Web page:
Morphing Animation Tutorial

How to Display 3D Morph Animation Online

Introduction Software Applications Overview Steps Morph the Mesh Prepare for WebGL Shaders Vertex Shader Fragment Shader Display the Animation Summary See More!

Introduction

This free tutorial explains the steps to prepare a morphing animation with WebGL. The tutorial provides an overview of modeling, texturing, and rendering. The tutorial focuses on WebGL shaders which accomplish morphing animation with the Graphics Processing Unit (GPU).

For examples see the morphing rainbow, swimming fish, and pyramid, Web pages.

This tutorial includes the full source code listings for the vertex and fragment shaders used with the swimming fish example. The swimming fish vertex shader applies the mix() function to blend two vertices. One vertex represents a portion of the fish base mesh and the other vertex represents a portion of the fish target mesh. Each drawing operation processes all vertices for both meshes per frame. The illusion of swimming happens as the animation transforms between base and target meshes.

This tutorial briefly explains 3D modeling, rendering, and animation with 3DS Max. The tutorial focuses on WebGL shaders which morph between two meshes.

Software Applications

Seven Thunder Software uses 3DS Max to prepare 3D models, the free 3D DAE Translator to translate models for display with WebGL, Eclipse (free) to prepare JavaScript and shaders, Photoshop to modify the texture, and Google Chrome (free) to test.

However free 3D modeling, rendering, and graphical applications are available online as well. It's not necessary to spend a fortune to render amazing three dimensional scenes online with WebGL. 3DS Max features discussed in this tutorial, most likely have counterparts in free 3D modeling and rendering software.

Steps to Prepare the Animated Fish

First create a 3D mesh, map the mesh, and render to texture. Second create a copy of the mesh and reshape the copy. Third apply the 3DS Max morpher modifier to test the animation. Fourth translate the meshes for display with JavaScript and WebGL. Fifth prepare shaders to display morphing or transforming vertices. Sixth upload the meshes and one texture to the GPU. Seventh test and make modifications to the source code or texture as needed.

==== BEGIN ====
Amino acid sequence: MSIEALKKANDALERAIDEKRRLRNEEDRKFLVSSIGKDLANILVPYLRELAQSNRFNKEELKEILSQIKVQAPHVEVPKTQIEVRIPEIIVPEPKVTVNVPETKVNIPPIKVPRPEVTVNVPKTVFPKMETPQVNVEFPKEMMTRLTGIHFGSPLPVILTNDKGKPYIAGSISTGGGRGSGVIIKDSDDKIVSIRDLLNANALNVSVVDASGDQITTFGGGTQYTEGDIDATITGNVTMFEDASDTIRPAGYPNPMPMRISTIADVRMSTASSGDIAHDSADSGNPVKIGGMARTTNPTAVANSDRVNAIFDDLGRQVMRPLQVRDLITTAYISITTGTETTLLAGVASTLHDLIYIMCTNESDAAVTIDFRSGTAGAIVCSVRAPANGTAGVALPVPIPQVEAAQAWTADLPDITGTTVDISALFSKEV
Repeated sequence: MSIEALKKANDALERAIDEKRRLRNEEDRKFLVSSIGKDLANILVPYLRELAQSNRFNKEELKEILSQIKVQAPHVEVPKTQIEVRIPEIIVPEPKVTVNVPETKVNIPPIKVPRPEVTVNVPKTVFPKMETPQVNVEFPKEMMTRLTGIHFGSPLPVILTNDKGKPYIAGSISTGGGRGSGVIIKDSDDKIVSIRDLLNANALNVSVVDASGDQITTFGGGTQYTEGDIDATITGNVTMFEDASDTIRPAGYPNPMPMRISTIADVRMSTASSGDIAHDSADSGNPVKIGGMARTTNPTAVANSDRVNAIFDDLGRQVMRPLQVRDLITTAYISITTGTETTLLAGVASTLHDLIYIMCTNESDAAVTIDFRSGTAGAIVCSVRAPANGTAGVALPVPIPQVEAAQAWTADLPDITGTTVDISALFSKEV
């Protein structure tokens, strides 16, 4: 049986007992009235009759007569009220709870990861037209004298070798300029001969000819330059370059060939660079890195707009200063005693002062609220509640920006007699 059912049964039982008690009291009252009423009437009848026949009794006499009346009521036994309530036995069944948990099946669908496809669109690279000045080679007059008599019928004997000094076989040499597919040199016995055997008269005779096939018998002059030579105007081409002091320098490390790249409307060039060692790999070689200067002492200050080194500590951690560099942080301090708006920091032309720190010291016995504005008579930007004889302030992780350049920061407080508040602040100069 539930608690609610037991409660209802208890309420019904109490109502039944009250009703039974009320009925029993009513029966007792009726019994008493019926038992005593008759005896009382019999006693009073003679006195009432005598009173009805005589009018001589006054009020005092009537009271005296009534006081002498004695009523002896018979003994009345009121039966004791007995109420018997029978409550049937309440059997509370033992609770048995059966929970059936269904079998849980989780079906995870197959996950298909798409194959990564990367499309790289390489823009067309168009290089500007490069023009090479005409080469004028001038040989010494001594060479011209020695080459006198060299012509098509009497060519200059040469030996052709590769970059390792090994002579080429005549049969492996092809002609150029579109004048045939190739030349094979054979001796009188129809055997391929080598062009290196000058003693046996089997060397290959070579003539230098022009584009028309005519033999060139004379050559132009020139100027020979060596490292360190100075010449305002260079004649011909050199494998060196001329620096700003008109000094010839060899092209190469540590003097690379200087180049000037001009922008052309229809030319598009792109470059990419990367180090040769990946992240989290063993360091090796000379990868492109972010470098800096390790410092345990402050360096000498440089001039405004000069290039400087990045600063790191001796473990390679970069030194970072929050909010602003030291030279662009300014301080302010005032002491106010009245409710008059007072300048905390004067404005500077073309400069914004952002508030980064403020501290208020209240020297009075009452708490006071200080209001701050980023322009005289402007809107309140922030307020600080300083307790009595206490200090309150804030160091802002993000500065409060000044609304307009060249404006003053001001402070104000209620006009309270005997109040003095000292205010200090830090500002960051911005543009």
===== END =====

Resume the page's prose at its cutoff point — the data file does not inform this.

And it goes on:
1. Model, Map & Render to Texture
  2. Copy the Modeled Mesh
  3. Reshape the Modeled Mesh
  4. Test with the Morpher Modifier
  5. Translate from DAE format to WebGL arrays
  6. Prepare Shaders
  7. Test and Modify as Needed

Morph the Mesh

3DS Max's morpher modifier transforms the shape of a base mesh into the shape of target meshes. However all targets and the base must have the exact same number of vertices. It's simplest to copy the original mesh, to maintain the same order and number of vertices, between morph targets.

Make a few copies of the original mesh for use as morph targets. Modify the shapes of various mesh copies. For example bend, twist, or ripple the copies. Be sure to Reset X Form on the modified copies.

Select a base mesh and apply 3DS Max's morpher modifier. Select the modified mesh shapes as morph targets. Animate the mesh along the timeline. A value of 100 for a morph target applies the target's vertex coordinates 100%. A value of 0 applies nothing to the morphing sequence from the current target. A value of 50 for a morph target applies 50% of the position of the morph target vertices, to active mesh elements in the morph list.

Assuming you only have one target mesh in the target list. Apply a value of 50 to both the base and target meshes. The model appears like a blend between the base mesh and target mesh. Apply a value of 100 to the target mesh and 0 to the base mesh. The model looks like the target mesh only. Apply a value of 0 to the target mesh and 100 to the base mesh. The model looks like the base mesh only.

Prepare for WebGL